Saturday, September 12, 2015

To My Daughter, On the Day You Learned A New Word






You are old enough to read the sign he was holding, old enough to understand he was talking about cutting up babies, but what you couldn't figure out was why.

 
You came to me for that. I had to explain to you that not all wombs are safe places. I used the gentlest words I could, but murder gently worded is still ugly. You said that word even before I did. It took you less than ten seconds. Murder. Everyone has a right to live. Everyone. 

 


You were fierce, and you were weeping.

I will not ask you to stop crying, and I won't tell you that you shouldn't be so angry.

 
I will tell you that it is okay for that ache to cut deep. 


I hope that twenty-three years later, when your daughter is sitting on your lap asking these same questions, that you'll still have tears and anger.
 
I know I do.

 
You couldn't understand how it was that people couldn't see life when it was right in front of them. We talked of blinded eyes and our need for a lamp for our feet, a light for our path. Of the bonds of grace that keep us from such darkness, that give us eyes to see.

 


And we talked about resistance-- not by street signs that scare children but by arms linked with other broken-hearted-brave men and women. How we open our hands and do what we can. You know where your Giving Jar is going now. You know why we pray for crisis pregnancy ministries and churches and women who have believed lies. You know your God cares for those babies no one wants. You know what you'll tell your daughter, even what want you'll tell the President. 

 
That's where you are right now, with your baby doll beside you, writing a protest
letter in your notebook. I wrote one too, when I was your age. My mother helped me mail it. I will help you.


When you first realized what that sign meant, you said you wanted to move to an island where all babies would be safe. I would love to live on that island with you. But I had to tell you that we can't outrun sin. We carry it with us. It hounds us and haunts us. The only hope for our murderous hearts is an entirely new heart. The only refuge is Jesus. Our safe place isn't an island but a city on a hill. I will live in that city with you.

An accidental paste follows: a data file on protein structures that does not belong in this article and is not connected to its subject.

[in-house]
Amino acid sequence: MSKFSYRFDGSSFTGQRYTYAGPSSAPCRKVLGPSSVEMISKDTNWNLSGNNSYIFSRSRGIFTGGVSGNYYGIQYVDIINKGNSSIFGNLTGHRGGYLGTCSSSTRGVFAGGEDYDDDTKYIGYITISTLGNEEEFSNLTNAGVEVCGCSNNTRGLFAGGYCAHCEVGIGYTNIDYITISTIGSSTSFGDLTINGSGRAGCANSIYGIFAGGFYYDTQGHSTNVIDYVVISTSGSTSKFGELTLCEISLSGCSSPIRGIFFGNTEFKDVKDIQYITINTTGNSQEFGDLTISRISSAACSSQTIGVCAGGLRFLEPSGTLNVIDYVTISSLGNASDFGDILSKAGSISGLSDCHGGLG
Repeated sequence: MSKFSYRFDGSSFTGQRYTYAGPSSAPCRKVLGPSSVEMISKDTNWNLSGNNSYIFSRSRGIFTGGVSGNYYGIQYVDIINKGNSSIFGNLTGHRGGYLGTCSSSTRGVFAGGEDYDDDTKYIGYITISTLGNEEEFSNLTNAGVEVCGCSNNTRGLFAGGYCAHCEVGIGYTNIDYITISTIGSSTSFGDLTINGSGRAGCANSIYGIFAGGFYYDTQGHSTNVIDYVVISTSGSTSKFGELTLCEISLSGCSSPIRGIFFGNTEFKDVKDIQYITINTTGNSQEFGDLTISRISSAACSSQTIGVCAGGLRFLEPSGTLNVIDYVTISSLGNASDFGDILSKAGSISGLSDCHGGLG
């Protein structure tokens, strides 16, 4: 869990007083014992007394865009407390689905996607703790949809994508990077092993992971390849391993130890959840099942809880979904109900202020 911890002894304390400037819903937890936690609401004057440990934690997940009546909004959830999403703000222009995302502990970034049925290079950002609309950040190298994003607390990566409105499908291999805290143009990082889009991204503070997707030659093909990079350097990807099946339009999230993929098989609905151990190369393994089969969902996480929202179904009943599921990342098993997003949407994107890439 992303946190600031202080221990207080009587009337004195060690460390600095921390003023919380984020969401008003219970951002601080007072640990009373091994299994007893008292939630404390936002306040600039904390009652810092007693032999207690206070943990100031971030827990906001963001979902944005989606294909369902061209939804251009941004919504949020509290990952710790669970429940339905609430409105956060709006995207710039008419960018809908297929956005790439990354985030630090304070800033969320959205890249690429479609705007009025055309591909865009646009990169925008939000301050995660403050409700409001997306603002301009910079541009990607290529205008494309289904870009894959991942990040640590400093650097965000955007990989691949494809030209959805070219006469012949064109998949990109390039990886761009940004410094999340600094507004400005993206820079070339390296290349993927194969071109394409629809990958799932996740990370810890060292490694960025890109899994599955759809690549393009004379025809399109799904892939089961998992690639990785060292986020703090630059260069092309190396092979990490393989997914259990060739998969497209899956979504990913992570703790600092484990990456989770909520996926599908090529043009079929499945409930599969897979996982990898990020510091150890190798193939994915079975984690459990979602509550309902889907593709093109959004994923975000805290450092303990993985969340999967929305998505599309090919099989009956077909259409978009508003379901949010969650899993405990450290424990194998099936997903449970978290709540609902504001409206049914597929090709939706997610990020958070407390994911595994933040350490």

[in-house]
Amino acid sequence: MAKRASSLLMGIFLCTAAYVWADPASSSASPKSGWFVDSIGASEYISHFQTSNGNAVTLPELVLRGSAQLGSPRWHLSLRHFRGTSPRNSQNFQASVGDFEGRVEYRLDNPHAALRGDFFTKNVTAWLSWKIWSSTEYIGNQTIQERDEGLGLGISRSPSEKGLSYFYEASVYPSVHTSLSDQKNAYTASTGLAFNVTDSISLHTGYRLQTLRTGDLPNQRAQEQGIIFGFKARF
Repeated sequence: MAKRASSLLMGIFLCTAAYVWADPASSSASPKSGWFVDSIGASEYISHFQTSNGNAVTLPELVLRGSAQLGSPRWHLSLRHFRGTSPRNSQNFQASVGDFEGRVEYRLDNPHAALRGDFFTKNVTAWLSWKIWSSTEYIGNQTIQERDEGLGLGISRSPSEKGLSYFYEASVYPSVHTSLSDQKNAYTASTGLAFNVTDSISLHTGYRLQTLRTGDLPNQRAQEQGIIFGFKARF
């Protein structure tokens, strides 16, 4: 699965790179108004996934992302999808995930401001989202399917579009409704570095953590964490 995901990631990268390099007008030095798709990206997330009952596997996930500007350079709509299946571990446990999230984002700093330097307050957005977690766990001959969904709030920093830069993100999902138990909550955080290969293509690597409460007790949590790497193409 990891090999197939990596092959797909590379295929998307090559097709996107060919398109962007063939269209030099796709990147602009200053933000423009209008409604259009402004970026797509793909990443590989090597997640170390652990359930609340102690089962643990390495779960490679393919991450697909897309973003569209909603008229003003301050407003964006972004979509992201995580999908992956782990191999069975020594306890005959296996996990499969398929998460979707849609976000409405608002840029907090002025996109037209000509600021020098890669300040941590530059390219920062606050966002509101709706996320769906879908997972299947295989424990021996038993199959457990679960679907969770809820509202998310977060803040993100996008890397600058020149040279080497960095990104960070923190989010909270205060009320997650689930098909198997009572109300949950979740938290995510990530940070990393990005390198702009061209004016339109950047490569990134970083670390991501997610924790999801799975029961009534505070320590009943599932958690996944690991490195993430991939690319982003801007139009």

And when we at last see the glory of our King cover the earth as the water covers the seas, we will know we are forever home.



Thursday, September 10, 2015

Ten After-School Promises

Ten promises I can make to my girls when they come home from school:


  1. I'll listen to your day before I make you unpack your lunchbox

  2. There will sometimes be cookies. Not always. But often enough.

  3. When you tear all the toys off your shelf and make a blanket fort, I will do my best to remember that you've been trying your best to listen and learn all day. And that it kept you quiet so your older sister could do her math. Okay, relatively quiet.

  4. When you cry over playground injustices, I'll try to do more hugging than talking. 

  5. Yes, you've got homework but I'll make time for bike rides and walks with Grandma and Lucy The Wonder-Chihuahua. And yes, you can have ten minutes to read that book.

  6. I am your study sidekick. Daring in the face of division....stoic in the face of spelling.... glib even while checking grammar. By the end of the year maybe you'll have learned enough to appreciate my awesome alliterative abilities. 

  7. We'll say no to things when you need a family night.

  8. When I speak without love and lead without grace, I will ask your forgiveness.

  9. When bedtime comes, I will be exhausted. You will be too....so much that you'll forget you're tired and try to do acrobatics from the top of the bunk bed. But we'll pray and sing and snuggle and the last thing I'll say before I shut the door is that I love you more than all the stars in the sky.
     
  10. I will always mean it.